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Iron status of preterm low birthweight infants and their response to oral iron
  1. B. Brozović,
  2. W. L. Burland,
  3. K. Simpson,
  4. Juliet Lord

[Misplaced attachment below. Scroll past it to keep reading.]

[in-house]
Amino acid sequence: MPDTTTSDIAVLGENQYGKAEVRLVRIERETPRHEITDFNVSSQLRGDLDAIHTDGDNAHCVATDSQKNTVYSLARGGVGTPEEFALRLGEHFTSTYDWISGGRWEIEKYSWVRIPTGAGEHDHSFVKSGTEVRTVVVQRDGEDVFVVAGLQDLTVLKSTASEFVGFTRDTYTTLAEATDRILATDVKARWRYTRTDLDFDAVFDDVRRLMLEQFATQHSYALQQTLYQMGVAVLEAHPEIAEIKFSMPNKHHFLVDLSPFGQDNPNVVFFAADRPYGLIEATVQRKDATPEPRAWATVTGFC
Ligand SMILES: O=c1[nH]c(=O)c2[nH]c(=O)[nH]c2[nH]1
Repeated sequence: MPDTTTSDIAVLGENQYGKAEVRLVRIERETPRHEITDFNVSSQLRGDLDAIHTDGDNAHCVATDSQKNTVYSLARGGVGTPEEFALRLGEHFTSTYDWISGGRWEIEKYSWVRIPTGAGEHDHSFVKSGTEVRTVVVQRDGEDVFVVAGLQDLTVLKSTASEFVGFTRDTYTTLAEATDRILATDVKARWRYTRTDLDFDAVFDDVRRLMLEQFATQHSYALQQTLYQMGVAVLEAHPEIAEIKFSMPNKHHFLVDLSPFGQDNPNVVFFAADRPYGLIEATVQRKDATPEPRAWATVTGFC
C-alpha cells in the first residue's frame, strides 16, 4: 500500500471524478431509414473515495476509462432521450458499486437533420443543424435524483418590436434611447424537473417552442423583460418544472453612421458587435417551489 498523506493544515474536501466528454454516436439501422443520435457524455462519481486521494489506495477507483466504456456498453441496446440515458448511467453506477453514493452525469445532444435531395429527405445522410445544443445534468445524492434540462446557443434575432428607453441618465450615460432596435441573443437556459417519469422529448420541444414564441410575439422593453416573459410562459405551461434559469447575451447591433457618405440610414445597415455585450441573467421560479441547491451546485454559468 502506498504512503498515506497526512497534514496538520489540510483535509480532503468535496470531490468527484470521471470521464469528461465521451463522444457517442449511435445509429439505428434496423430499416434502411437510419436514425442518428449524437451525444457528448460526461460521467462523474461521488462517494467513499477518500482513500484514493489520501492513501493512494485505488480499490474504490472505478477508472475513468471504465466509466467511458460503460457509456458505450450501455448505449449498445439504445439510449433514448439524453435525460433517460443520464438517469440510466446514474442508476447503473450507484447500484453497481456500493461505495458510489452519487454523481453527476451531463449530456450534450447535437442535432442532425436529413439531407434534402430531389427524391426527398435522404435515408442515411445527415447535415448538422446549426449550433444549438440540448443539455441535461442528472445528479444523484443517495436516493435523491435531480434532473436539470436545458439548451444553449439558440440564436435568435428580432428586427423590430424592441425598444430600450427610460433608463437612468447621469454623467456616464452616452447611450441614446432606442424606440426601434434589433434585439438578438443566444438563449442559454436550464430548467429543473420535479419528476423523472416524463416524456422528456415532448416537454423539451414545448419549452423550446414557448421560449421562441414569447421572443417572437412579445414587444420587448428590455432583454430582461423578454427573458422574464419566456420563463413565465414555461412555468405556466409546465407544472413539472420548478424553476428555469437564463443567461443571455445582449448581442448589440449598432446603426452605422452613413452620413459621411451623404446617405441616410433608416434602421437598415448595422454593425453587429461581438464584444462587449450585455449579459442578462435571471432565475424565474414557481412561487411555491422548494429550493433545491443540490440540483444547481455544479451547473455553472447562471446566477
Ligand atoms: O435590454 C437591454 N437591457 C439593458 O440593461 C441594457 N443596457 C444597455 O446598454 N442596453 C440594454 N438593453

The iron status of a group of preterm low birthweight infants preventively treated with oral iron has been studied by measuring haemoglobin concentration, serum iron concentration, and total iron binding capacity (TIBC) at intervals from birth to 9 months. 47 infants born at an average gestational age of 34 weeks, with a mean birthweight of 1517 g, were investigated. They received 180 mg ferrous sulphate (= 36·3 mg Fe) daily from the fifth week and throughout the study. At 3 months of age most of the infants had low serum iron concentration and increased TIBC indicative of iron deficiency, and over half of them had iron deficiency anaemia (Hb <11 g/100 ml). At 6 and 9 months of age the mean Hb increased slightly, but mean serum iron concentrations remained low, and mean TIBC increased to over 500 μg/100 ml. It is not clear why the amount of iron, administered orally, was insufficient to prevent iron deficiency in almost all the infants, and iron deficiency anaemia in nearly half of the infants studied.

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